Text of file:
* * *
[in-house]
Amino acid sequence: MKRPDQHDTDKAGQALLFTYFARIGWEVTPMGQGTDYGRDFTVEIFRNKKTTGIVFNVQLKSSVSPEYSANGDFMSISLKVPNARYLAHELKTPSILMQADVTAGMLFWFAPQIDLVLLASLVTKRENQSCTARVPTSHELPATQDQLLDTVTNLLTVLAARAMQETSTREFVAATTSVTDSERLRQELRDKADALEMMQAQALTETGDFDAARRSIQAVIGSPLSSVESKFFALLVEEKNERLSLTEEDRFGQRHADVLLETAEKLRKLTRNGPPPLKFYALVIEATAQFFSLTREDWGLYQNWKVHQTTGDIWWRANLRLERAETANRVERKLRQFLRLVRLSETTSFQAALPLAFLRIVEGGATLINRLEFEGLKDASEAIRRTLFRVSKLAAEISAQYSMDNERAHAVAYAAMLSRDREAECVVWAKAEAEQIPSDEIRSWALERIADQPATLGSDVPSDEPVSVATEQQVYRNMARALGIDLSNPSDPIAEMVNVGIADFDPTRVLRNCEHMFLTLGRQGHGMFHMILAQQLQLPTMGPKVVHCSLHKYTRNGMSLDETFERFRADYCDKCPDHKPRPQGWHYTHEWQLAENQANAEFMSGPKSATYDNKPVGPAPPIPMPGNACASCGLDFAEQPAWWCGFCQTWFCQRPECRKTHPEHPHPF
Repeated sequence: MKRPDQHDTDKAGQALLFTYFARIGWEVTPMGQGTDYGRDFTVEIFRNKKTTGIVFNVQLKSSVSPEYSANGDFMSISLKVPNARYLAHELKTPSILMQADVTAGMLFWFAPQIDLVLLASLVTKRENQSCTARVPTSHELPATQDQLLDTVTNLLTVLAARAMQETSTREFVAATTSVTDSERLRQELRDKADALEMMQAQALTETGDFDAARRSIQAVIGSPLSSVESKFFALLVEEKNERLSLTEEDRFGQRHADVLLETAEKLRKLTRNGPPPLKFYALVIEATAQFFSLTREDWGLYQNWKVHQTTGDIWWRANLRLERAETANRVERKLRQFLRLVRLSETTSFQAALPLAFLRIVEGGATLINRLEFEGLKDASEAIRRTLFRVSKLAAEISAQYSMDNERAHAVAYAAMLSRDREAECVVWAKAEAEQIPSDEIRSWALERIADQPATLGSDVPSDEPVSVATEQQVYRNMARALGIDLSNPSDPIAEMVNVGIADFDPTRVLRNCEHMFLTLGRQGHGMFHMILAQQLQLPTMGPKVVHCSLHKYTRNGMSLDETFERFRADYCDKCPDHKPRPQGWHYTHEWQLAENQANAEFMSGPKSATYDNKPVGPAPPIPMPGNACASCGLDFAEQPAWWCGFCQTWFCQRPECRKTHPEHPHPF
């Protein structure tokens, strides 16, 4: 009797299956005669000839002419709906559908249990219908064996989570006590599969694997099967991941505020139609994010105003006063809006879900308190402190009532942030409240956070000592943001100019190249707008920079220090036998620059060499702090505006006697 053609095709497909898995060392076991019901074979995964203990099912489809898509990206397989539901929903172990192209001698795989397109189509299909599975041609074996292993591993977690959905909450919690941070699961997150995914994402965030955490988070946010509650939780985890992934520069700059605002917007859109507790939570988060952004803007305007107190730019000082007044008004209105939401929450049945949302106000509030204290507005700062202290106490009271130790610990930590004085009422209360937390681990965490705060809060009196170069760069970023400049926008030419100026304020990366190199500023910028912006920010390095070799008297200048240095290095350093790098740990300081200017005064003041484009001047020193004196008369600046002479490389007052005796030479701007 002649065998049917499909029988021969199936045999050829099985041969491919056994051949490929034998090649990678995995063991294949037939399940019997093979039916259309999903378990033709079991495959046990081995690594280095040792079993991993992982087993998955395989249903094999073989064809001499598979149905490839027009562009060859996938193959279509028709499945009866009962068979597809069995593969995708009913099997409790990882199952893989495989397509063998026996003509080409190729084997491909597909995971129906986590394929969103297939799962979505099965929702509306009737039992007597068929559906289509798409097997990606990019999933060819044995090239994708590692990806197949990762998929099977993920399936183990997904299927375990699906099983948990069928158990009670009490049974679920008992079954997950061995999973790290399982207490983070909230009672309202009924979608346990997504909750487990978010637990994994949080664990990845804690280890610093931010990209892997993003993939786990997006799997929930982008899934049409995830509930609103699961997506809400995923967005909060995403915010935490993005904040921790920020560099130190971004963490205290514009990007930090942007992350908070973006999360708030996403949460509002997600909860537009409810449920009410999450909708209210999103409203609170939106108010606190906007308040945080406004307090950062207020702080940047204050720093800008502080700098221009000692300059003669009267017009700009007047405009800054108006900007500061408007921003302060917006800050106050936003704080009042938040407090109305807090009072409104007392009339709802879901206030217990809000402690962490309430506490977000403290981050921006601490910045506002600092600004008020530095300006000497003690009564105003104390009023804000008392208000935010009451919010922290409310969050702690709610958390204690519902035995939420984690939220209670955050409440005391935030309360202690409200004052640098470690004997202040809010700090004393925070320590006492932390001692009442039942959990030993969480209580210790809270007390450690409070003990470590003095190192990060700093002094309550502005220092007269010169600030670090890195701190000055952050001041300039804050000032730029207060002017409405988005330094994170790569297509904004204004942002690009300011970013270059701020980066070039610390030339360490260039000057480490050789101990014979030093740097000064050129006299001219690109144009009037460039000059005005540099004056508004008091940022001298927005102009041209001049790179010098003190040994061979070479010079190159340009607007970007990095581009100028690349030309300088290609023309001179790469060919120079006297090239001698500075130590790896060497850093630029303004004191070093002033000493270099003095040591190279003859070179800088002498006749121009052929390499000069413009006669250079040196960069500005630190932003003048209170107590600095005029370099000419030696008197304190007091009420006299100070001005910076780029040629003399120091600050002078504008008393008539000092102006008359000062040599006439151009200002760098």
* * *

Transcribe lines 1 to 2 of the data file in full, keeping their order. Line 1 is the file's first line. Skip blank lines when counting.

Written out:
[in-house]
Amino acid sequence: MKRPDQHDTDKAGQALLFTYFARIGWEVTPMGQGTDYGRDFTVEIFRNKKTTGIVFNVQLKSSVSPEYSANGDFMSISLKVPNARYLAHELKTPSILMQADVTAGMLFWFAPQIDLVLLASLVTKRENQSCTARVPTSHELPATQDQLLDTVTNLLTVLAARAMQETSTREFVAATTSVTDSERLRQELRDKADALEMMQAQALTETGDFDAARRSIQAVIGSPLSSVESKFFALLVEEKNERLSLTEEDRFGQRHADVLLETAEKLRKLTRNGPPPLKFYALVIEATAQFFSLTREDWGLYQNWKVHQTTGDIWWRANLRLERAETANRVERKLRQFLRLVRLSETTSFQAALPLAFLRIVEGGATLINRLEFEGLKDASEAIRRTLFRVSKLAAEISAQYSMDNERAHAVAYAAMLSRDREAECVVWAKAEAEQIPSDEIRSWALERIADQPATLGSDVPSDEPVSVATEQQVYRNMARALGIDLSNPSDPIAEMVNVGIADFDPTRVLRNCEHMFLTLGRQGHGMFHMILAQQLQLPTMGPKVVHCSLHKYTRNGMSLDETFERFRADYCDKCPDHKPRPQGWHYTHEWQLAENQANAEFMSGPKSATYDNKPVGPAPPIPMPGNACASCGLDFAEQPAWWCGFCQTWFCQRPECRKTHPEHPHPF